However, making the transition from the goals and intentions of the initiative writers into practical law and administration has opened up a myriad of issues and problems that may not easily be resolved.
During the 2017 legislative session, Sandoval created a Governor’s Committee on Energy Choice led by Lt. Gov. Mark Hutchison. There are now 25 members on this committee, with five working groups that include stakeholders, who are looking at the practical challenges involved to implement the initiative.
The Public Utilities Commission of Nevada has been studying issues surrounding the Energy Choice Initiative and conducted two weeks of investigative hearings during January, which generated thousands of pages of comments.
Some of the related issues being studied by the committee’s working groups include construction of the retail energy market; consumer protection; utility stranded assets; generation and transmission; and the effects of the initiative on innovation, technology and renewable energy within Nevada.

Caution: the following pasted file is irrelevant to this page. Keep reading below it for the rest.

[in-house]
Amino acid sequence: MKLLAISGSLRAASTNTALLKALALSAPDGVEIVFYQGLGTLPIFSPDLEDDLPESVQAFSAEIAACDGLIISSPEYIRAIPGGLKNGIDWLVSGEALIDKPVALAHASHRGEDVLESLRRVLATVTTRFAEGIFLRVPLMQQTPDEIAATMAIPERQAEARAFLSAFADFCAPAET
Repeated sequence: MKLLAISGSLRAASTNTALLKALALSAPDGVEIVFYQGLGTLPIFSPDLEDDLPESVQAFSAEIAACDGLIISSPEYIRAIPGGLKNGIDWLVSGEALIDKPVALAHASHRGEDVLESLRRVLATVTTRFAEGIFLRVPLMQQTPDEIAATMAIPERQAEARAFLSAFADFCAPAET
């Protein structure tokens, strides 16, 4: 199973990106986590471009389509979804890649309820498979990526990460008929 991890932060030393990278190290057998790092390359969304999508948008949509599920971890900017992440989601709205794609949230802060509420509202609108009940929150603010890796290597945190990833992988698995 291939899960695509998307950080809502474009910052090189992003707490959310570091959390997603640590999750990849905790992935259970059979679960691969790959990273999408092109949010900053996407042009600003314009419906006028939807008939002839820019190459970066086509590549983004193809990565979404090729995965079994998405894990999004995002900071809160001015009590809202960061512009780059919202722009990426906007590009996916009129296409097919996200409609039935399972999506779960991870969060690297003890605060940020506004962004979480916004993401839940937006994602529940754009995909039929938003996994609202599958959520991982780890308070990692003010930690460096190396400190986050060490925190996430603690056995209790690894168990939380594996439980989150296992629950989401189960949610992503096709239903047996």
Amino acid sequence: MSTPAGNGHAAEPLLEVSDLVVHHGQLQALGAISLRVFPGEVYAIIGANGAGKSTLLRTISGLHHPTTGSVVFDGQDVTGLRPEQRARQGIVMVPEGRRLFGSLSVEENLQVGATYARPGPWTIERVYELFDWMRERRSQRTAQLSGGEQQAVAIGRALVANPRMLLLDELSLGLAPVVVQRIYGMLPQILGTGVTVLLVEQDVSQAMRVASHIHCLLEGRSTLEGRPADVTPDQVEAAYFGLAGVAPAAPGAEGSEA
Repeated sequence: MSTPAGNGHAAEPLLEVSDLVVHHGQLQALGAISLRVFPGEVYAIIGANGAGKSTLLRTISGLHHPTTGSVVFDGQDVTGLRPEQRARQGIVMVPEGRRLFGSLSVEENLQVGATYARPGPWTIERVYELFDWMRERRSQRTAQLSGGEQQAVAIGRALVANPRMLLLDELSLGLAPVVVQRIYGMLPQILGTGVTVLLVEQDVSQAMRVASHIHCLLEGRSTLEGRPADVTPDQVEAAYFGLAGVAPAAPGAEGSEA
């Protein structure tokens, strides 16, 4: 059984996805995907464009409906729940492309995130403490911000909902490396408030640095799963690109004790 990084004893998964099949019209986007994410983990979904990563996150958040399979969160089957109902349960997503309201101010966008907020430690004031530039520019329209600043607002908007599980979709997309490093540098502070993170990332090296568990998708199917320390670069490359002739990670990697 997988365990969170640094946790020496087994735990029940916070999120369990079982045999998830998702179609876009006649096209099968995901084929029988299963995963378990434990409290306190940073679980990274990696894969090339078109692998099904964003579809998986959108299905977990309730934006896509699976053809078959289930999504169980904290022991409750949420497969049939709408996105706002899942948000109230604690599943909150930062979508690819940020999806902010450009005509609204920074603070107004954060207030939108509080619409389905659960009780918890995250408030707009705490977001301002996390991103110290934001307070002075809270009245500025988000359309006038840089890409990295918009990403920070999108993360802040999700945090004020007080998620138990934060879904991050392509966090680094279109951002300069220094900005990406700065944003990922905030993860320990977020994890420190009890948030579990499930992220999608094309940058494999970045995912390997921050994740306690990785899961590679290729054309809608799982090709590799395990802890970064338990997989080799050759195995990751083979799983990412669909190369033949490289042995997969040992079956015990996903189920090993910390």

“Everybody is to get retail energy choice, everybody under that constitutional amendment,” said Jennifer Taylor, director of the Innovation, Technology and Renewable Energy Working Group.
“This is a really unique way to try to open up a retail energy market. It has never been done by constitutional amendment,” Taylor said. “What do you do for people who live in a situation where they do not control their meter? How do you allow people to have constitutional choice when they live in an apartment?”
Assemblyman Brooks, co-author of AB 405 and a member of the Governor’s Committee on Energy Choice, was also not encouraged by the present constitutional implementation process defined by the initiative.
“As an elected official, I represent constituents from the state of Nevada. I have to look out for the overall health of the state economy, the goals and aspirations of the state for renewable energy, and the protection of ratepayers, especially those who can least afford it,” Brooks said.
“If Energy Choice can advance our state’s clean energy agenda and can lower the cost of energy to ratepayers, particularly low-income ratepayers, then I’ll support it. If it doesn’t do those things, it is my obligation and my responsibility to oppose it.
“The processes I’ve seen so far have not demonstrated to me that the Energy Choice Initiative can do either one of these things. I’m very skeptical. This issue has been consuming most of my time for over a year now,” Brooks said.